Keeping Capital Region roots as international career grows
By Vikki Moran
Starting an interview from finish to start is unusual but in this case it will shed light on the very talented artist Sawyer Fredericks. It was less than a year ago that Sawyer won Season 8 of the national television hit, The Voice. Much has changed for Sawyer including a maturing of his voice with subtle and even more amazing qualities. I personally noticed a more mature look, adding to the face that many would best describe as downright pretty. His confidence is growing and his art is taking center stage (pardon the pun). Strolling away after a warm thank you and good bye, Sawyer announced,” I am hungry—I need something to eat” and then he laughed that easy laugh that makes him so genuine. The interview took place at the site of the very first open mike performance he gave when he was about 12 years of age. The location was the Happy Jack’s Café within the Mohawk Harvest Co-op Market in Gloversville. The owner, Chris, graciously greeted Sawyer and mom, Kirsten Fredericks, as well as my team doing the interview. He even provided Sawyer at the end of the interview with his favorite appetite slayer—strawberry smoothie. Sawyer was comfortable with the familiar surroundings and even the number of people who gazed and congratulated him. He greeted everyone with that trademark smile and warmth that seems to just radiate from this young man. Tall (even taller since the show), lanky, trim and with the well-known long locks but without the bowler hat, he explained his mind-blowing experience of being on The Voice and where it is taking him now.
From blind auditions to winning
We all saw how his eyes widened during the blind auditions in front of millions, as the first three chairs turned within a note or two. Blake Shelton quickly joined them to make it a well-deserved four-chair turn. Sawyer was very surprised, explaining that he went to the show not really sure that “his type” of music was appealing to the judges and the audience. He considers himself a contemporary folk artist, both singer and songwriter. In his words, he was so dazed by the rapid turns and “kind of freaked,” actually not coming in with his vocals at the right time. This factoid was certainly missed by the millions of us wowed by his performance that evening.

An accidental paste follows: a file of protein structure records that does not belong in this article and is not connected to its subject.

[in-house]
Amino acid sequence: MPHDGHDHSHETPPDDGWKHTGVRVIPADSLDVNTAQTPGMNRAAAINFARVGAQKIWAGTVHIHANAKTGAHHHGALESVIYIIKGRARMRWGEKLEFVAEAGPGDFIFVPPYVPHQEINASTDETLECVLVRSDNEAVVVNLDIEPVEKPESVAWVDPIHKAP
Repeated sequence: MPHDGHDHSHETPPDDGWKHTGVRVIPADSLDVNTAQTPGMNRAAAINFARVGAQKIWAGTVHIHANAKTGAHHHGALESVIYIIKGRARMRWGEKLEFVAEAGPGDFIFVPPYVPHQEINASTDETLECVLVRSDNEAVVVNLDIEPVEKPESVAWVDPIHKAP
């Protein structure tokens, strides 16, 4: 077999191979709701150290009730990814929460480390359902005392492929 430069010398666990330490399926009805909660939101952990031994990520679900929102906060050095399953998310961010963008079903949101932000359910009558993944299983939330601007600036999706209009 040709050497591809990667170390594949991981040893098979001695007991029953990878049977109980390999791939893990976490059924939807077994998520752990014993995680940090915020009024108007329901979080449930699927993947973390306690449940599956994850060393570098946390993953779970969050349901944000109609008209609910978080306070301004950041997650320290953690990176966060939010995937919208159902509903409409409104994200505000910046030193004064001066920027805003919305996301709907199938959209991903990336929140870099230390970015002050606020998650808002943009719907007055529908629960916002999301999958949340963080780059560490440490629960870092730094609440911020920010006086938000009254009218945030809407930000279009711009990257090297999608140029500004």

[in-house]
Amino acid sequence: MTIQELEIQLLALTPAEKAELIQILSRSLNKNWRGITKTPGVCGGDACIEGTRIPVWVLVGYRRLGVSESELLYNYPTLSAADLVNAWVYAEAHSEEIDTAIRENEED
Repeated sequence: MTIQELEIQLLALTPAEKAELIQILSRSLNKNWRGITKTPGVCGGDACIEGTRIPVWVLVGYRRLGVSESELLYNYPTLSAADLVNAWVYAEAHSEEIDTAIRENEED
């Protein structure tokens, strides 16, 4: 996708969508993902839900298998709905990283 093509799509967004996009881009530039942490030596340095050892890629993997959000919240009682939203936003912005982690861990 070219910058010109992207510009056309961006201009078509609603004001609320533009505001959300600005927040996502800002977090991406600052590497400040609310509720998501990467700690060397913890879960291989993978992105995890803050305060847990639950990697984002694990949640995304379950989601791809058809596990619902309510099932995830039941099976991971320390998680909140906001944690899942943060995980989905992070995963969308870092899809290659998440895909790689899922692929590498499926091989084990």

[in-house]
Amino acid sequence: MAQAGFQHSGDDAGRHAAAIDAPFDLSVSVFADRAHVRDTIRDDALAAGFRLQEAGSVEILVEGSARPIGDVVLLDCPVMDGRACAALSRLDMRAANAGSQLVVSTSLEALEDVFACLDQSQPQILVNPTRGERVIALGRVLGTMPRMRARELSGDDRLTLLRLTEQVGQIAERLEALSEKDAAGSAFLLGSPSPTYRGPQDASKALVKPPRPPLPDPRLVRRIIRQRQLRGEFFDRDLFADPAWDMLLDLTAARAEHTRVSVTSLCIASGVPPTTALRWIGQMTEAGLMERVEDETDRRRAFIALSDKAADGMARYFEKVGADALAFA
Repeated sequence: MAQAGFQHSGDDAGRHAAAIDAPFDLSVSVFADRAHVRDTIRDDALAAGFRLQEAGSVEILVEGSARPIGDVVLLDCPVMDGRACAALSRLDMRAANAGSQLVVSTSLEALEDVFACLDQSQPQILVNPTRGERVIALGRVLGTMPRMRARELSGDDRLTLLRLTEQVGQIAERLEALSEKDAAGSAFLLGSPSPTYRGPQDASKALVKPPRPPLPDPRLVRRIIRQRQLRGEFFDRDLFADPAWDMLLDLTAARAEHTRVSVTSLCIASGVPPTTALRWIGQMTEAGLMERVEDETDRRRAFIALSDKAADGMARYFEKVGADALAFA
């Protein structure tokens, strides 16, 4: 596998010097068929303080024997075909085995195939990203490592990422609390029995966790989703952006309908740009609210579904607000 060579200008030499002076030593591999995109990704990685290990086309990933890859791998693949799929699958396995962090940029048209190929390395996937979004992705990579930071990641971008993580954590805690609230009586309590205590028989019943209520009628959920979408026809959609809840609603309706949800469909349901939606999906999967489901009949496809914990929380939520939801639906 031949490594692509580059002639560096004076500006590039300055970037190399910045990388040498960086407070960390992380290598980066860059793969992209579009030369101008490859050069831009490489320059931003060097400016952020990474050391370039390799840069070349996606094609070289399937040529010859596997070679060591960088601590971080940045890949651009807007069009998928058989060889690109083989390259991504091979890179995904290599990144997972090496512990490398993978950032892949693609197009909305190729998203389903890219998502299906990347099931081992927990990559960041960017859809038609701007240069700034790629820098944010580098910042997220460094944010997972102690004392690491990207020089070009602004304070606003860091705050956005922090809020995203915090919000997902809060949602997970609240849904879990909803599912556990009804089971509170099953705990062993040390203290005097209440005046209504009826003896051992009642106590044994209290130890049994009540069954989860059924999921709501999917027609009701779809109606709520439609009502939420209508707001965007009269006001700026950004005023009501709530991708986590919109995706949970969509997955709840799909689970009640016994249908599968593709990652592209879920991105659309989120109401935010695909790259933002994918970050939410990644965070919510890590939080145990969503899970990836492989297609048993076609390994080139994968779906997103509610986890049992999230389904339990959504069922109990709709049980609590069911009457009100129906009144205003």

I asked Sawyer the word that comes to mind when thinking back to The Voice. The word he chose was “stressful” but quickly explained that it was an amazing learning experience with masters in the music industry and he loved it but it was challenging. Everyone was so helpful and giving of their talent. Sawyer then noted that there was one comment in particular, made by Christina Aguilera, where she stated that a talent like Sawyer’s could not be taught—that you either have it or you don’t. Sawyer recognizes that she was referring to the amount of rasp and emotion in his voice. Christina A. went on to say that she was very happy he landed in judge Pharrell Williams’s capable hands, even though she wanted him, as did all the judges.
Where does that “emotion” in SF’s voice come from at such a young age? Remember Sawyer was so young that he could not even legally drive the car he won on The Voice. He was not yet 16! I believe Sawyer is an old soul even if his years are only teen-age. His blue eyes hold the emotion that you hear and the deep-rooted soul that must translate it. When he laughs, his eyes twinkle and his mind seems to process his words carefully. Perhaps unlike past Voice winners, he is a true artist— unique, focused and true to his craft—with a huge future ahead.